Social Studies and the Young Learner September/October 2018
This fall issue of Social Studies and the Young Learner includes an amazing variety of high-quality articles for elementary educators.
Teach like Socrates: Encouraging Critical Thinking in Elementary Social Studies
Who decides when children are ready to talk about hard issues? At what point are our students willing and able to become critical consumers of society? To develop as critical thinkers and instrumental players in the transformation of our future society, young citizens need to participate in authentic activities that will foster critical thinking skills early in their academic careers. In my combined second-and-third grade classroom, I have been systematically implementing various strategies to create what I call a Socratic classroom.
Affirming Indigenous Sovereignty: A Civics Inquiry
Sarah B. Shear, Leilani Sabzalian, Lisa Brown Buchanan
Indigenous sovereignty is an essential component of civics education. Historical and contemporary examples of infringements on the sovereign rights of Native nations exist, in part, due to the disregard of tribal sovereignty, nationhood, and citizenship. Given the aims of inquiry leading to informed action, we see a strong fit for using the College, Career, and Civic Life (C3) Framework as an entry to instructional planning about Indigenous sovereignty for upper elementary social studies. In this article, the authors outline a four-part unit that incorporates academic keywords, provides a foundation for understanding Indigenous sovereignty, and deliberates current events related to sovereignty.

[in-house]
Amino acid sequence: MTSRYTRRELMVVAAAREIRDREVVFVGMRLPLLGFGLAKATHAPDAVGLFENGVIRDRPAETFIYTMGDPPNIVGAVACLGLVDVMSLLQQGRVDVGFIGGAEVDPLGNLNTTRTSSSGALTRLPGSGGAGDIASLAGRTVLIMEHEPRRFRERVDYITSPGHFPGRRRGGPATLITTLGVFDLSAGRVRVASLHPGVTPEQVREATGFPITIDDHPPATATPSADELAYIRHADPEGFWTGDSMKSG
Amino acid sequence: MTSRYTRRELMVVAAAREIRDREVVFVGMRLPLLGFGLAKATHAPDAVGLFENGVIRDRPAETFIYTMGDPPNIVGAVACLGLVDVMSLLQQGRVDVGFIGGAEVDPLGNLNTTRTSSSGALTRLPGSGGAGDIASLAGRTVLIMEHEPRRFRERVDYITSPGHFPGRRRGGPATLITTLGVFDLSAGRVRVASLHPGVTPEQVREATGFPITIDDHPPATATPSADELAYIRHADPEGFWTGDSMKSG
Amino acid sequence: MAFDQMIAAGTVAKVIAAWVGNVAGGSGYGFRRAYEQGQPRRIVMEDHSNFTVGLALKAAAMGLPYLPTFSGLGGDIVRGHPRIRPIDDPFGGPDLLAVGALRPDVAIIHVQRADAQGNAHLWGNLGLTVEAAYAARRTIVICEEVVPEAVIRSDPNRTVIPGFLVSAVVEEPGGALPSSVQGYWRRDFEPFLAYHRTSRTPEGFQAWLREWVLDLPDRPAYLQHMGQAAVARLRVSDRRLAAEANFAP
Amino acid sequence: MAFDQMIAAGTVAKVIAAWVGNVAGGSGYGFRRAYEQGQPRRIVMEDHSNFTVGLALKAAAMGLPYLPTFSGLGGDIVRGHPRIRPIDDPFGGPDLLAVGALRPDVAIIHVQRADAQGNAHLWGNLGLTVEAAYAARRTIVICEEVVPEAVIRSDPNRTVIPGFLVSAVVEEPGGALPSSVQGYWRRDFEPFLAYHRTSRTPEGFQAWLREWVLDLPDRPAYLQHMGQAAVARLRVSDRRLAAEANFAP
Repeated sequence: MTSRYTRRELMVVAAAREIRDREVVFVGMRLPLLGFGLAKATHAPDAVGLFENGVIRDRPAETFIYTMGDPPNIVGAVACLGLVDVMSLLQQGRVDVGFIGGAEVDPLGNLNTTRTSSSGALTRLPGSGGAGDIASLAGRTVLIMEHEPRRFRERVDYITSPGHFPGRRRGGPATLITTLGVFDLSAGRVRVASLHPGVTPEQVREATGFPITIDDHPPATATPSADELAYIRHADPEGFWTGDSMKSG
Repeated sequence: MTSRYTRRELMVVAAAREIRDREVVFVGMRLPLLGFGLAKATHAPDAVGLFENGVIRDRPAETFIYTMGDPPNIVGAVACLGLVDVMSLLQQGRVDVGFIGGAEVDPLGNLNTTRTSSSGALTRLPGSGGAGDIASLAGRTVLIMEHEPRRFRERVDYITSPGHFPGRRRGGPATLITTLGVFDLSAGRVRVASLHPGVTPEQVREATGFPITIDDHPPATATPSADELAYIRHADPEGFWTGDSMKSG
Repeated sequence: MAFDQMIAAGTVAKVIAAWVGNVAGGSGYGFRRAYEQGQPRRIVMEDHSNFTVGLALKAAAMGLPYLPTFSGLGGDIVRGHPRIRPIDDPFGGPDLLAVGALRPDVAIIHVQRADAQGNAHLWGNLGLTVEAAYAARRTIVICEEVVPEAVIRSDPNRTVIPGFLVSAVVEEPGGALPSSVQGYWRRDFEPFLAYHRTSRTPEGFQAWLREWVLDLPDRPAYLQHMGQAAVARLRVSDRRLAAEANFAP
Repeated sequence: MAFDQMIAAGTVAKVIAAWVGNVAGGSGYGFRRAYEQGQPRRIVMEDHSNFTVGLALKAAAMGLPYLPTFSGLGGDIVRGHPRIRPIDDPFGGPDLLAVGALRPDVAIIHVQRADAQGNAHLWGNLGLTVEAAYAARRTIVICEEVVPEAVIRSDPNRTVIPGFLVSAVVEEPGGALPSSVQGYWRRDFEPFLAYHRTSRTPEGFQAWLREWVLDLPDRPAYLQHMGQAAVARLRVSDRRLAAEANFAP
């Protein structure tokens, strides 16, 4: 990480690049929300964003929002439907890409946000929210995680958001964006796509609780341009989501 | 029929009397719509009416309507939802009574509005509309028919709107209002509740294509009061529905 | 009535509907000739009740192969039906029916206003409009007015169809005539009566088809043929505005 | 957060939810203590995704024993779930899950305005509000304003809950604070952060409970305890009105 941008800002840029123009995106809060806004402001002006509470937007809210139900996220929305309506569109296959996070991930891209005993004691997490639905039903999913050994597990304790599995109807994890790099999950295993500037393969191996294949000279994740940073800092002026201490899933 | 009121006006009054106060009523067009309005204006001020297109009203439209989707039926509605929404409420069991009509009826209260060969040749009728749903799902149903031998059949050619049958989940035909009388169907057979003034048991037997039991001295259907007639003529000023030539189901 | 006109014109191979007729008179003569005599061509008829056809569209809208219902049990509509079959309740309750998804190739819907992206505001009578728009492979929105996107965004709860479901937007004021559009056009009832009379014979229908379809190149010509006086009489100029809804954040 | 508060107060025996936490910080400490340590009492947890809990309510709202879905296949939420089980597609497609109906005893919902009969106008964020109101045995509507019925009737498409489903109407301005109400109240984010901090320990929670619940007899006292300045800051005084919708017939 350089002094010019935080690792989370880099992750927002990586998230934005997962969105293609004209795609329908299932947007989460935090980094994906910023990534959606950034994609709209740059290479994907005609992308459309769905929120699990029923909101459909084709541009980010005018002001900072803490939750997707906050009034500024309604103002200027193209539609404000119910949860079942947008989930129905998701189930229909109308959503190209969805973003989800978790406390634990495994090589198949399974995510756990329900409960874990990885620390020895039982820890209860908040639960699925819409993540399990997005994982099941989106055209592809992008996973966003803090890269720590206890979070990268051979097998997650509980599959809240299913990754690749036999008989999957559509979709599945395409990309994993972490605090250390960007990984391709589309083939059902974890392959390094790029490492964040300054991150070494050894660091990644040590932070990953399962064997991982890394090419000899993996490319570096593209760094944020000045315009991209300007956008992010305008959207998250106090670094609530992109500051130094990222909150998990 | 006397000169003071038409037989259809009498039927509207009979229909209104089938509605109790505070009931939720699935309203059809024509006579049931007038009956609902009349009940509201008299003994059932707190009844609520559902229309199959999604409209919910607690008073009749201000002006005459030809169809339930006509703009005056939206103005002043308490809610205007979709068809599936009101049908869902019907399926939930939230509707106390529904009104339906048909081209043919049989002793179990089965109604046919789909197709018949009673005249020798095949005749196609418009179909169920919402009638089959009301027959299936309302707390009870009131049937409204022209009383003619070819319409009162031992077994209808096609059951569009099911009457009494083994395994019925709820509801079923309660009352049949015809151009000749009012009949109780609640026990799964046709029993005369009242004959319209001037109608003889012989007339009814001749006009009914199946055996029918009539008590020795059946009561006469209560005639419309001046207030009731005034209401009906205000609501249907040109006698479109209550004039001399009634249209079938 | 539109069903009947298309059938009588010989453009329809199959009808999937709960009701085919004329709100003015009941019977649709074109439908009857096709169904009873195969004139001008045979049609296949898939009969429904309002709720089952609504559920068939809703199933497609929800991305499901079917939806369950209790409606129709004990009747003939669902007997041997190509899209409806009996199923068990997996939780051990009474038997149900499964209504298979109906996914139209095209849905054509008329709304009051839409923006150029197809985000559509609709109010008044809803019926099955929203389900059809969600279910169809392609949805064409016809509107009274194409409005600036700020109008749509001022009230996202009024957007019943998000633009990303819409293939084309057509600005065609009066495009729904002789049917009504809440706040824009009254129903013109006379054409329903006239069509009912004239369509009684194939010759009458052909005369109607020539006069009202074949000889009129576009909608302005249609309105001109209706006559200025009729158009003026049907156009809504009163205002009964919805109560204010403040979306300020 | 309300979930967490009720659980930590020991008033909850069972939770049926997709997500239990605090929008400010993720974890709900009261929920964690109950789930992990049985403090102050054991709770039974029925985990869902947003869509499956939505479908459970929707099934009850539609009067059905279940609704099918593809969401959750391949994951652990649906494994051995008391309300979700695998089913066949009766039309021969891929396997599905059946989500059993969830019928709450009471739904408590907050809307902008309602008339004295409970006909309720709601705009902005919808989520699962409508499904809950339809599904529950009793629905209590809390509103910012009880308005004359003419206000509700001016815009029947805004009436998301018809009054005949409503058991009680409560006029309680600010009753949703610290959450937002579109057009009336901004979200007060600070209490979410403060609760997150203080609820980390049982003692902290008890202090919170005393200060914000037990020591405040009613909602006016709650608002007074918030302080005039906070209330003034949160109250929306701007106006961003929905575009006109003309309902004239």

The Measurement and Meaning of Landmarks: Integrating Social Studies and Math in Fifth Grade Lessons
Valerie Widdall, Muteb Alqahtani, Thomas Kraly
In many elementary classrooms nationwide, less and less time is spent on social studies. Lack of attention to social studies is evident in states like New York where teacher evaluations are contingent on students’ performance on two subjects: English Language Arts (ELA) and mathematics. In this article, the authors describe their experience integrating social studies and mathematics in a fifth grade classroom. The authors strove to provide elementary educators with a lesson integration model that uses historical investigation as a vehicle for learning other subjects such as mathematics.